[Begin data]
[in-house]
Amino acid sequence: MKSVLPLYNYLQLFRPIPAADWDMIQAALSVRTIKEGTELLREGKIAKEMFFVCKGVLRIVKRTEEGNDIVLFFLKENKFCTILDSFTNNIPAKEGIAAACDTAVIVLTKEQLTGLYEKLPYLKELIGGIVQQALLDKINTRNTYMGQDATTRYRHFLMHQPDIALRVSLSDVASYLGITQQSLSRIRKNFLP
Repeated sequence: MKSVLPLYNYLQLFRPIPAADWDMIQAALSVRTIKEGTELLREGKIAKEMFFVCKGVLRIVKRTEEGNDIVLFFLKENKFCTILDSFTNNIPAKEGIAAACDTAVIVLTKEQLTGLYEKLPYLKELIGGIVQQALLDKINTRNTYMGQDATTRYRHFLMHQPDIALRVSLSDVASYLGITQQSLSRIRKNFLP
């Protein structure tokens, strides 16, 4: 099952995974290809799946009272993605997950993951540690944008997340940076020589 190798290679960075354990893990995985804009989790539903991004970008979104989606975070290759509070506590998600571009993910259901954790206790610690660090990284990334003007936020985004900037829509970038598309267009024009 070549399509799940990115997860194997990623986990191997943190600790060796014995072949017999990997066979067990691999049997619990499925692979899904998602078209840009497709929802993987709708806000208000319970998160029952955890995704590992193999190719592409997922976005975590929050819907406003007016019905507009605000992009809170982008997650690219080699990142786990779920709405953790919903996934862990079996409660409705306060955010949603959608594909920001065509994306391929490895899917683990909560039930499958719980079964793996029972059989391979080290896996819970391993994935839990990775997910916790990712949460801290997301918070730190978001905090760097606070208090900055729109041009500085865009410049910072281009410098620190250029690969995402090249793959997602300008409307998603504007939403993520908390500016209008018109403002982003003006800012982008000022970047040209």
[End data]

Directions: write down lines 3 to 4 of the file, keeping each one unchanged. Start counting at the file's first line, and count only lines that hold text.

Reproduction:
Repeated sequence: MKSVLPLYNYLQLFRPIPAADWDMIQAALSVRTIKEGTELLREGKIAKEMFFVCKGVLRIVKRTEEGNDIVLFFLKENKFCTILDSFTNNIPAKEGIAAACDTAVIVLTKEQLTGLYEKLPYLKELIGGIVQQALLDKINTRNTYMGQDATTRYRHFLMHQPDIALRVSLSDVASYLGITQQSLSRIRKNFLP
């Protein structure tokens, strides 16, 4: 099952995974290809799946009272993605997950993951540690944008997340940076020589 190798290679960075354990893990995985804009989790539903991004970008979104989606975070290759509070506590998600571009993910259901954790206790610690660090990284990334003007936020985004900037829509970038598309267009024009 070549399509799940990115997860194997990623986990191997943190600790060796014995072949017999990997066979067990691999049997619990499925692979899904998602078209840009497709929802993987709708806000208000319970998160029952955890995704590992193999190719592409997922976005975590929050819907406003007016019905507009605000992009809170982008997650690219080699990142786990779920709405953790919903996934862990079996409660409705306060955010949603959608594909920001065509994306391929490895899917683990909560039930499958719980079964793996029972059989391979080290896996819970391993994935839990990775997910916790990712949460801290997301918070730190978001905090760097606070208090900055729109041009500085865009410049910072281009410098620190250029690969995402090249793959997602300008409307998603504007939403993520908390500016209008018109403002982003003006800012982008000022970047040209």